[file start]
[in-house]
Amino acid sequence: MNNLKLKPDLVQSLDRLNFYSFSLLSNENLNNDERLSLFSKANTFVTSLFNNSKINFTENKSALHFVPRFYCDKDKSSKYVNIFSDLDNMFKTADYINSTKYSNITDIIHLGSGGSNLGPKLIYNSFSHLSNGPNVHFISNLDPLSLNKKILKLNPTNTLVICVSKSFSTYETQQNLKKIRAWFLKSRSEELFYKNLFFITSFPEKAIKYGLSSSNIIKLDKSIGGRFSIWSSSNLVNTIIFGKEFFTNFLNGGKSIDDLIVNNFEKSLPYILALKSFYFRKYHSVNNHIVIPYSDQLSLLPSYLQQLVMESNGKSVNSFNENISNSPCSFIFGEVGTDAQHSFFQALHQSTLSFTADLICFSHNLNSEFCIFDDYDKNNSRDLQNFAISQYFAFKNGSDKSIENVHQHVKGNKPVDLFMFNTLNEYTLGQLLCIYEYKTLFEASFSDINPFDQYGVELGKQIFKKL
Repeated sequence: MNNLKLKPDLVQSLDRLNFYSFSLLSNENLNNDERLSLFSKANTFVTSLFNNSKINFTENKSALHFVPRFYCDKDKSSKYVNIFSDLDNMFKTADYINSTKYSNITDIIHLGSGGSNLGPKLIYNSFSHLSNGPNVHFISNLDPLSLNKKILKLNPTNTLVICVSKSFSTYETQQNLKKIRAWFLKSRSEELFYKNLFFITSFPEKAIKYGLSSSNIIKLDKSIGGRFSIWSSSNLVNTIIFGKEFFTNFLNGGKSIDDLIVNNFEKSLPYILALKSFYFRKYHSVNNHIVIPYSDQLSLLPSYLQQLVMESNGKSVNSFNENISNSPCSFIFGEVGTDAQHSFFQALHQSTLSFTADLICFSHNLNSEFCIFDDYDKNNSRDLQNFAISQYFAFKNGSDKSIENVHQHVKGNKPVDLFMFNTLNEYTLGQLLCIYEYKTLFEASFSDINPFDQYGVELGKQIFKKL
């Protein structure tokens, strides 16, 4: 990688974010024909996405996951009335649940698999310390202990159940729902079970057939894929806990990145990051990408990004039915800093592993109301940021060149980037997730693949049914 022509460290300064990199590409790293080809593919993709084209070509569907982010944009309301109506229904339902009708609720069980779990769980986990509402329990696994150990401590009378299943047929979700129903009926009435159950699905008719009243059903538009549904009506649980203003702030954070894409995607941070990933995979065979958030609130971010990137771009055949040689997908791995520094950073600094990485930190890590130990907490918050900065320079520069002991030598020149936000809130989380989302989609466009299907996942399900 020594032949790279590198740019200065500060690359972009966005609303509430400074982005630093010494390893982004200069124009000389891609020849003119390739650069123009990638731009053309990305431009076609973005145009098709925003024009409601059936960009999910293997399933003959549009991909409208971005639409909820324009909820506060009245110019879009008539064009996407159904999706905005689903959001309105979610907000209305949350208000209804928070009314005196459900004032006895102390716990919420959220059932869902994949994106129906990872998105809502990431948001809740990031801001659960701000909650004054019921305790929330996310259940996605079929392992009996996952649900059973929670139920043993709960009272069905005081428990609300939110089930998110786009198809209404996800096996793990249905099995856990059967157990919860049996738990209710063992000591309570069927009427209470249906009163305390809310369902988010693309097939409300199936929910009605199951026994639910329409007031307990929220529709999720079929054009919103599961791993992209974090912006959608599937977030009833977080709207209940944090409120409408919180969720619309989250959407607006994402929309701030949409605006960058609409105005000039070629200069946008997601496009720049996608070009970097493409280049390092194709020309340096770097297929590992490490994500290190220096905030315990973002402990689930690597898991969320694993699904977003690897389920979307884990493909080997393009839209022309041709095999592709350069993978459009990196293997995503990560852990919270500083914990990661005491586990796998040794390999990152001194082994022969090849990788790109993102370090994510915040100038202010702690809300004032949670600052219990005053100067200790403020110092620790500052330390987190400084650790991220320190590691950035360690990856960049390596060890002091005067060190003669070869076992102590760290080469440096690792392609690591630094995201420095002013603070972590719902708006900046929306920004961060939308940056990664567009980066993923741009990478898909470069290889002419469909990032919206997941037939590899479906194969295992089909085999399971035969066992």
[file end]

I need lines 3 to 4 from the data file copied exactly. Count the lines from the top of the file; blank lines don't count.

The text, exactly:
Repeated sequence: MNNLKLKPDLVQSLDRLNFYSFSLLSNENLNNDERLSLFSKANTFVTSLFNNSKINFTENKSALHFVPRFYCDKDKSSKYVNIFSDLDNMFKTADYINSTKYSNITDIIHLGSGGSNLGPKLIYNSFSHLSNGPNVHFISNLDPLSLNKKILKLNPTNTLVICVSKSFSTYETQQNLKKIRAWFLKSRSEELFYKNLFFITSFPEKAIKYGLSSSNIIKLDKSIGGRFSIWSSSNLVNTIIFGKEFFTNFLNGGKSIDDLIVNNFEKSLPYILALKSFYFRKYHSVNNHIVIPYSDQLSLLPSYLQQLVMESNGKSVNSFNENISNSPCSFIFGEVGTDAQHSFFQALHQSTLSFTADLICFSHNLNSEFCIFDDYDKNNSRDLQNFAISQYFAFKNGSDKSIENVHQHVKGNKPVDLFMFNTLNEYTLGQLLCIYEYKTLFEASFSDINPFDQYGVELGKQIFKKL
């Protein structure tokens, strides 16, 4: 990688974010024909996405996951009335649940698999310390202990159940729902079970057939894929806990990145990051990408990004039915800093592993109301940021060149980037997730693949049914 022509460290300064990199590409790293080809593919993709084209070509569907982010944009309301109506229904339902009708609720069980779990769980986990509402329990696994150990401590009378299943047929979700129903009926009435159950699905008719009243059903538009549904009506649980203003702030954070894409995607941070990933995979065979958030609130971010990137771009055949040689997908791995520094950073600094990485930190890590130990907490918050900065320079520069002991030598020149936000809130989380989302989609466009299907996942399900 020594032949790279590198740019200065500060690359972009966005609303509430400074982005630093010494390893982004200069124009000389891609020849003119390739650069123009990638731009053309990305431009076609973005145009098709925003024009409601059936960009999910293997399933003959549009991909409208971005639409909820324009909820506060009245110019879009008539064009996407159904999706905005689903959001309105979610907000209305949350208000209804928070009314005196459900004032006895102390716990919420959220059932869902994949994106129906990872998105809502990431948001809740990031801001659960701000909650004054019921305790929330996310259940996605079929392992009996996952649900059973929670139920043993709960009272069905005081428990609300939110089930998110786009198809209404996800096996793990249905099995856990059967157990919860049996738990209710063992000591309570069927009427209470249906009163305390809310369902988010693309097939409300199936929910009605199951026994639910329409007031307990929220529709999720079929054009919103599961791993992209974090912006959608599937977030009833977080709207209940944090409120409408919180969720619309989250959407607006994402929309701030949409605006960058609409105005000039070629200069946008997601496009720049996608070009970097493409280049390092194709020309340096770097297929590992490490994500290190220096905030315990973002402990689930690597898991969320694993699904977003690897389920979307884990493909080997393009839209022309041709095999592709350069993978459009990196293997995503990560852990919270500083914990990661005491586990796998040794390999990152001194082994022969090849990788790109993102370090994510915040100038202010702690809300004032949670600052219990005053100067200790403020110092620790500052330390987190400084650790991220320190590691950035360690990856960049390596060890002091005067060190003669070869076992102590760290080469440096690792392609690591630094995201420095002013603070972590719902708006900046929306920004961060939308940056990664567009980066993923741009990478898909470069290889002419469909990032919206997941037939590899479906194969295992089909085999399971035969066992």